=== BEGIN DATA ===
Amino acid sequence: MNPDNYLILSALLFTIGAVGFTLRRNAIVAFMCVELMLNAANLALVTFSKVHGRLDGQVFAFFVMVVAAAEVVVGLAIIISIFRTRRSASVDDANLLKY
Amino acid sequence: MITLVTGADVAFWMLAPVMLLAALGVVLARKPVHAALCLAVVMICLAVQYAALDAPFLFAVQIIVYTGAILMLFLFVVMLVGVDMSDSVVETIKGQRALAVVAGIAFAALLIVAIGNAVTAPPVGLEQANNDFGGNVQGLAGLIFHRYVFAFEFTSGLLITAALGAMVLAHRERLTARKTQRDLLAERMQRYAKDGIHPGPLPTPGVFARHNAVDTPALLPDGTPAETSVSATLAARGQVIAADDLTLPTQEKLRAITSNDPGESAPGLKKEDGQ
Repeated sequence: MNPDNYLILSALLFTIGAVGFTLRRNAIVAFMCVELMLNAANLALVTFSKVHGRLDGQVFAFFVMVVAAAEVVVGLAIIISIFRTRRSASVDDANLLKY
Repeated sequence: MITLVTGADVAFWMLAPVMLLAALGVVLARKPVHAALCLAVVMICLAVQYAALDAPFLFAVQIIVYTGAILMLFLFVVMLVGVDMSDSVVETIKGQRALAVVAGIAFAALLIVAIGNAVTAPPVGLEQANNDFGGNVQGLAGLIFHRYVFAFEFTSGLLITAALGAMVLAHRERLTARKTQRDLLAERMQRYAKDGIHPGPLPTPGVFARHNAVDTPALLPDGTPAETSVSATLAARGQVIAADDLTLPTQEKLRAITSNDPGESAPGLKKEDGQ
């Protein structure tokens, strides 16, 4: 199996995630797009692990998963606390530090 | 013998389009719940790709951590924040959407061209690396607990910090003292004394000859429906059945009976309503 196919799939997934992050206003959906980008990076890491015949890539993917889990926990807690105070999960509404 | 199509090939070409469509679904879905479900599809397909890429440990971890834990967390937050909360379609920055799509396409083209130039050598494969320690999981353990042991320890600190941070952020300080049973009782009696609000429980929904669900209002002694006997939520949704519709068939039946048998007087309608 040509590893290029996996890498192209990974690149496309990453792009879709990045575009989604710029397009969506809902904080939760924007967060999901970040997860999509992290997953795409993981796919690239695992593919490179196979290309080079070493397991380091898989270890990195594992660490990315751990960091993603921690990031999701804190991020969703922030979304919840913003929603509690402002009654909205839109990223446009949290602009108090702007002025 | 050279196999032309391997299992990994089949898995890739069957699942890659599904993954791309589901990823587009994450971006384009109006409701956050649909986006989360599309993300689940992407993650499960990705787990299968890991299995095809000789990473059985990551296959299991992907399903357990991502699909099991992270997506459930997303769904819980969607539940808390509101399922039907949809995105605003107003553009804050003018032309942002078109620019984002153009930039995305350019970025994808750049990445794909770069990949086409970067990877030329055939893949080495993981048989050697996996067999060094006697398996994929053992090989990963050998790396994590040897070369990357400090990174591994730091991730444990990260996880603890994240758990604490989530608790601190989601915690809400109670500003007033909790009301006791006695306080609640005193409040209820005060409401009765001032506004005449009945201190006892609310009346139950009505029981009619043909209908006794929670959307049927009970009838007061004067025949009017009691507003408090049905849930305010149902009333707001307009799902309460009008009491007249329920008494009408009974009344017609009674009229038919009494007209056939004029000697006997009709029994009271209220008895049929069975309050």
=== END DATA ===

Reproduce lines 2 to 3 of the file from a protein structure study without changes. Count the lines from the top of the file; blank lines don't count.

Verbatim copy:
Amino acid sequence: MITLVTGADVAFWMLAPVMLLAALGVVLARKPVHAALCLAVVMICLAVQYAALDAPFLFAVQIIVYTGAILMLFLFVVMLVGVDMSDSVVETIKGQRALAVVAGIAFAALLIVAIGNAVTAPPVGLEQANNDFGGNVQGLAGLIFHRYVFAFEFTSGLLITAALGAMVLAHRERLTARKTQRDLLAERMQRYAKDGIHPGPLPTPGVFARHNAVDTPALLPDGTPAETSVSATLAARGQVIAADDLTLPTQEKLRAITSNDPGESAPGLKKEDGQ
Repeated sequence: MNPDNYLILSALLFTIGAVGFTLRRNAIVAFMCVELMLNAANLALVTFSKVHGRLDGQVFAFFVMVVAAAEVVVGLAIIISIFRTRRSASVDDANLLKY